Differential Equations Midterm #2 Review

## Differential Equations Midterm #2 Review

Leftovers
• §3.7: Harmonic Motion
• m·u" + γ·u' + k·u = F(t), where m = mass, γ = damping, k = spring constant.
• F(t) is the sum of any external forces (forcing function); zero if there are no other forces.
• If γ=0 (undamped motion), solutions will be sinusoidal. Otherwise, sinusoidal with exponential decay.
• Overdamped: damping too strong (discriminant < 0). Critically damped: discriminant = 0.

• §4.1 & §4.2: Higher Order Differential Equations
• Everything works the same as second order, but more complicated.
• Wronskian is an nxn determinant
• Specific solution requires n points of initial conditions
• For constant coefficients, characteristic polynomial is nth degree and will have n roots
• For repeated roots, use ert, t·ert, t2·ert, t3·ert, etc. as needed

Chapter 6: The Laplace Transform
(I know £ isn't the right symbol but it's the best I could get in HTML!)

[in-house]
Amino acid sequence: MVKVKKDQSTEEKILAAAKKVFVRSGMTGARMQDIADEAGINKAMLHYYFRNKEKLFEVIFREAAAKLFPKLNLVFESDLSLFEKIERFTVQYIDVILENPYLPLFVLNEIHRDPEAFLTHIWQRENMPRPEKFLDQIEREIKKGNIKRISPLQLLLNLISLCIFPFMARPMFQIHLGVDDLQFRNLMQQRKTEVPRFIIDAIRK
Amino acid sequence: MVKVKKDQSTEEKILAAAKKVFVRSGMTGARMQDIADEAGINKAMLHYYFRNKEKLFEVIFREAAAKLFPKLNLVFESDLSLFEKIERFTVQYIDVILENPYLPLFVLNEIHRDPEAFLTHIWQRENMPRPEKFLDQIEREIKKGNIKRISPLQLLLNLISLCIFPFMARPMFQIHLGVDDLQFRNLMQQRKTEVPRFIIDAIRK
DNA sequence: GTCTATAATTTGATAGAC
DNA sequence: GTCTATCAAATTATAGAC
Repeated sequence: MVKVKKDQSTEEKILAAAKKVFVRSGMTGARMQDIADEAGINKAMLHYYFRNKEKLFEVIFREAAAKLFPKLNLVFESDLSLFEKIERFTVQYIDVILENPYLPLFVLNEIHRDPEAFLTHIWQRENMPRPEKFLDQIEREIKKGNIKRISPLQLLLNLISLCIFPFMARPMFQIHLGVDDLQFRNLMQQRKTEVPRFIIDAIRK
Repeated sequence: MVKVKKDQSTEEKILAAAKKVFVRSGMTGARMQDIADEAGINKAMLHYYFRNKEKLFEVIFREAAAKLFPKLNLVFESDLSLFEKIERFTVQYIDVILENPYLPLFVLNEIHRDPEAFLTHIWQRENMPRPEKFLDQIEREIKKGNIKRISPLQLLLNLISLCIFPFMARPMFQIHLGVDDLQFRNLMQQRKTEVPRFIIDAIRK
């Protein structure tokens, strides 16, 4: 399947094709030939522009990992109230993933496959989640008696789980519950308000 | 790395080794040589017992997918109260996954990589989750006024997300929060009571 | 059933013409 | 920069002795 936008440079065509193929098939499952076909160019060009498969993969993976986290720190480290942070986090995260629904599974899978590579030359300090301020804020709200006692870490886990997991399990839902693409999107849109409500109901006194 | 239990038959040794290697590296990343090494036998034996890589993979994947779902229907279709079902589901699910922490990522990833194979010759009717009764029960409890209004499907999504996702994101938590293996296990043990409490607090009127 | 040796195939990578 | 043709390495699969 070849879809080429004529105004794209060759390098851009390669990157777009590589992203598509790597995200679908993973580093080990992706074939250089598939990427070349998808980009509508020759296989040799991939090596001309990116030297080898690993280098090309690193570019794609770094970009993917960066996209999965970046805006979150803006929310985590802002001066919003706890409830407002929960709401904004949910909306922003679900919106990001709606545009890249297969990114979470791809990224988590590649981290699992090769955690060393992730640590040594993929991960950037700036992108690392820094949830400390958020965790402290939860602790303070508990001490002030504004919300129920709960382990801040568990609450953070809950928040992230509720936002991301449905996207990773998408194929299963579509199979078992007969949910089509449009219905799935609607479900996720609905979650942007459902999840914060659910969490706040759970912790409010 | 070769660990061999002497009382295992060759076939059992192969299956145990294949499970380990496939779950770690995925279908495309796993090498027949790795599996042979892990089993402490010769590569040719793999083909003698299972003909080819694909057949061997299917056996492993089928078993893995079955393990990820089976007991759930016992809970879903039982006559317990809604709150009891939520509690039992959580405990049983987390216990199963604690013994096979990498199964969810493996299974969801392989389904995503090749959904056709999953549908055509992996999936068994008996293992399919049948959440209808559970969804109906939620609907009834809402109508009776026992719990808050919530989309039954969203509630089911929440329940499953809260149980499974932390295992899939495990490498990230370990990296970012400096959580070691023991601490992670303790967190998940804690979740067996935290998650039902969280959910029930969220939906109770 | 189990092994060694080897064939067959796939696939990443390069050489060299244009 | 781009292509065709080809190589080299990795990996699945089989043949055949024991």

• §6.1: Definition
• £{f(t)} = ∫0e-st·f(t) dt
• Transforms of various common functions: 1, eat, tn, sin(at), cos(at), eatsin(bt), eatcos(bt), tneat

• §6.2: Initial Value Problems
• £{y'} = s·£{y} – y(0),     £{y"} = s2·£{y} – s·y(0) – y'(0),     etc.
• Many initial value problems can be solved more easily by taking the Laplace of both sides.
• Simplify, solve for £{y}, and then invert the transform.

• §6.3: Step Functions
• uc(t) is the unit step function; it equals 0 for t∈[0,c) and 1 for t ≥ c.
• Any piecewise function can be written in a single line through use of uc functions.
• Some important Laplace transforms:     £{uc},     £{uc·f(t – c)},     and £-1{F(s – c)}

• §6.4: Discontinuous Forcing Functions
• Write the forcing function in terms of uc, and take the Laplace of both sides.
• Decomposition into partial fractions is often useful.

• §6.5: Sudden Impulse Forcing Functions
• The Dirac delta function δ(t) is defined as the limit as τ → 0 of dτ(t),
• where dτ(t) = 1/(2τ) if t∈[-τ,τ], and zero everywhere else.
• Thus δ(t – t0) is "infinite" at t = t0, zero everywhere else, and its integral is 1.
• Laplace transform: £{δ(t – t0)} = e-st0
• This is mainly useful for approximating a short sharp shock at time t0 whose total impulse is 1.

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